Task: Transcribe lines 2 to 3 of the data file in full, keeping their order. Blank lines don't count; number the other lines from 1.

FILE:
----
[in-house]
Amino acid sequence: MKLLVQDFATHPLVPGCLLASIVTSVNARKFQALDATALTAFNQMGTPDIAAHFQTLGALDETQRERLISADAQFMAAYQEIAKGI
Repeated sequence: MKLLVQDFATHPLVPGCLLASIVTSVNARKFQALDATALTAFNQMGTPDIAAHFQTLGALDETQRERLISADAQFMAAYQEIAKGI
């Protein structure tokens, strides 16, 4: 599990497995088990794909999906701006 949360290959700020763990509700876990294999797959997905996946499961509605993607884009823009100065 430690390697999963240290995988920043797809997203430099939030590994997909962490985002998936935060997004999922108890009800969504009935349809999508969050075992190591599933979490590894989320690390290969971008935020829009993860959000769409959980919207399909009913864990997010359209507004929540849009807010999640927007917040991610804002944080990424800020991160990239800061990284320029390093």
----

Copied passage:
Amino acid sequence: MKLLVQDFATHPLVPGCLLASIVTSVNARKFQALDATALTAFNQMGTPDIAAHFQTLGALDETQRERLISADAQFMAAYQEIAKGI
Repeated sequence: MKLLVQDFATHPLVPGCLLASIVTSVNARKFQALDATALTAFNQMGTPDIAAHFQTLGALDETQRERLISADAQFMAAYQEIAKGI